at no additional charge, including Saturday and Sunday. Metrolink
    passengers simply show their Monthly Pass and board any Amtrak Pacific
    Surfliner train or bus to their destination. These additional trains are
    not available to holders of One-Way and Round-Trip tickets or 7-Day
    Passes. The Rail 2 Rail program does NOT include travel on Coast Starlight trains. …”

  • Matthew

    No, those corridors, not just those counties.  Basically it’s a program that allows monthly pass holders of Amtrak or Metrolink to ride the other’s trains (Pacific Surfliner only in the case of Amtrak) along the same corridor/routing that their pass allows.

    So a Metrolink Monthly Passholder with a station routing of Oceanside to Union Station can ride Pacific Surfliner within that station pair at no additional cost, and vice versa.

    The Orange and Ventura County reference is to the corridor, but basically it is referring to the fact that it is only for the service area that Metrolink and Pacific Surfliner overlap.

  • I’m afraid that a single, one-way, minimally promoted “express” train (only 3 stations bypassed?) is not enough to really woo folks. I agree that at least one express train should head southbound. Perhaps defying convention and offering a non-stop train from LA to SD and vice versa would get folks to take notice and offer significant time savings over the standard service.

  • Matthew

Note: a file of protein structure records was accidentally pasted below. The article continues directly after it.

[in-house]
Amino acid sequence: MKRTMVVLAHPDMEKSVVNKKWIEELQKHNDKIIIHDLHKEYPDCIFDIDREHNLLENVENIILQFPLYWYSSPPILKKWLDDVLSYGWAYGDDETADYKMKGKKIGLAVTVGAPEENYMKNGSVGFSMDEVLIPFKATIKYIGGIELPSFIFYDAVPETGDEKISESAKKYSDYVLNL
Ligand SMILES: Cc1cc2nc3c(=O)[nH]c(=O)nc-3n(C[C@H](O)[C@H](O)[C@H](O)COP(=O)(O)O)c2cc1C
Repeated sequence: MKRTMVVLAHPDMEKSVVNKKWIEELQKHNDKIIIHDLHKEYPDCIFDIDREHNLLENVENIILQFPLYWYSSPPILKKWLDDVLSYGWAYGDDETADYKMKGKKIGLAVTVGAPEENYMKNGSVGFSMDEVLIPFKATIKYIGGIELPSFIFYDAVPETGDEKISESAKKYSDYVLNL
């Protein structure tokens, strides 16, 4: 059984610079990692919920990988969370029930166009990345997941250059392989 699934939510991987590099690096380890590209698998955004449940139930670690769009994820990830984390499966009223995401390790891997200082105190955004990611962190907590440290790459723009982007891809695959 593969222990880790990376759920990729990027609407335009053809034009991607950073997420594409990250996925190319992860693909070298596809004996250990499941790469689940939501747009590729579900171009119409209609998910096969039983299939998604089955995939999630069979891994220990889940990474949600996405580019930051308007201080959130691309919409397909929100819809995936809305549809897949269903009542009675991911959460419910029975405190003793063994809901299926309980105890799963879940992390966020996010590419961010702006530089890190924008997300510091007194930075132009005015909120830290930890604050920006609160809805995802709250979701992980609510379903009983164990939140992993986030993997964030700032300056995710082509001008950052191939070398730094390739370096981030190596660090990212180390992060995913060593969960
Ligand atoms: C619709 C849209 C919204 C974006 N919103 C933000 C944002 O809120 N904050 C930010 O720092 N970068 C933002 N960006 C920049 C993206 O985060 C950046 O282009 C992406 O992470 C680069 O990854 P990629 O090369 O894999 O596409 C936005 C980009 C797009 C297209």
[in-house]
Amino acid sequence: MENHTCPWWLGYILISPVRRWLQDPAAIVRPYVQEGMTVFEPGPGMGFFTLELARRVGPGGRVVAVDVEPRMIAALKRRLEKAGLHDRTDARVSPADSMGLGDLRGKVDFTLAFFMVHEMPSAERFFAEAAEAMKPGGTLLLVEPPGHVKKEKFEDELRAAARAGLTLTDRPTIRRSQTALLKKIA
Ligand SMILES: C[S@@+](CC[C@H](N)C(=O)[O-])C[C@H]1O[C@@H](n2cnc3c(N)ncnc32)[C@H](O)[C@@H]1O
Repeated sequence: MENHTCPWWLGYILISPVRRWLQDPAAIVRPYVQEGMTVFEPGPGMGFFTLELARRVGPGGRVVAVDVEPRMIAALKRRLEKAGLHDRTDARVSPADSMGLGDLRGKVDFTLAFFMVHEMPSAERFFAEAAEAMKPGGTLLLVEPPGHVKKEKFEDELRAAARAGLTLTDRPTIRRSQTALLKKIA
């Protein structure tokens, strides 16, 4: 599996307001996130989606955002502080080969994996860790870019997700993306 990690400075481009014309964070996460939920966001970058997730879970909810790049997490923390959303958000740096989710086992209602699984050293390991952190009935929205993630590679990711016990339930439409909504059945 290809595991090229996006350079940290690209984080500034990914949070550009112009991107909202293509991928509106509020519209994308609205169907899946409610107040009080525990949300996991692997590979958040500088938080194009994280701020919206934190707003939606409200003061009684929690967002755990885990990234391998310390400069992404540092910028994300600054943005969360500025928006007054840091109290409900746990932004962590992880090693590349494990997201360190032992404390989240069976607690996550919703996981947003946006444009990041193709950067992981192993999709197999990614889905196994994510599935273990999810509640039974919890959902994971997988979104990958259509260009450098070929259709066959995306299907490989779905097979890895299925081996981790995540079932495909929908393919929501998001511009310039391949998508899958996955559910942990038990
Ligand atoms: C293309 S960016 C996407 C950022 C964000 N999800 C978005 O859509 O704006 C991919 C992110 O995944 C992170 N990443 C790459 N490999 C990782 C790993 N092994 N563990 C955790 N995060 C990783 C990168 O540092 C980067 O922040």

OK, in a typical European intercity connection, you’d have an express and a local alternating at about 30 minute intervals.  Express trains would have at least 150 MPH top speeds and about 30 minute travel times between stops.  That’s what you need to provide to really build *massive* ridership.

    Saying that one train a day in one direction is evidence that there isn’t demand is ridiculous.  If you want realize the potential of a corridor, provide a decent service that allows a novice rider or a commuter to just show up at the station and take the next train any time of day and get where they want to go quickly and affordably.  That means at least double tracking the entire corridor and moving as much as possible towards passenger only operations (no freight).  It’s actually not rocket science.  California politicians always screw things up with their “trial service” and small scale experiments, when the recipe is already known and well documented in other countries (and to some extent the north-east corridor).  Go large and watch ridership skyrocket and subsidies fall.

  • Jonathan Louie

    Nail on the head! While I’m for High-speed rail, more efficiency with existing service to me takes priority. To have two tracks between Los Angeles and San Diego, or better 4 tracks for express lines is elementary and priority.

ALSO ON STREETSBLOG

Coast Rail Corridor Now Has Joint Timetable

|
The Los Angeles-San Diego-San Luis Obispo Rail Corridor Agency (LOSSAN) is a joint powers consisting of various rail operating agencies and stakeholders who (as stated in their outreach material) seek to increase ridership, revenue, capacity, reliability, and safety on the coastal rail corridor from San Diego to Los Angeles to San Luis Obispo served by […]

OCTA Metrolink Service Expansion Program Status

|
Starting in the 1990s OCTA worked on a light rail project that was to be known as CenterLine. Despite valiant advocacy by Orange County rail activists the project was buffeted by parochial NIMBYism resulting in multiple truncations of the proposed route. Finally, in 2005 the agency threw in the towel and cancelled the project. As […]

Metro to Apply to Become “Managing Agency” for Surfliner

|
In my recent piece on the proposed local takeover of the Pacific Surfliner inter-city rail route the pivotal question I poised multiple times was which agency would take on the responsibility of managing the service. The title of agenda item #46 among the consent items on the Metro Board agenda yesterday gives us the name […]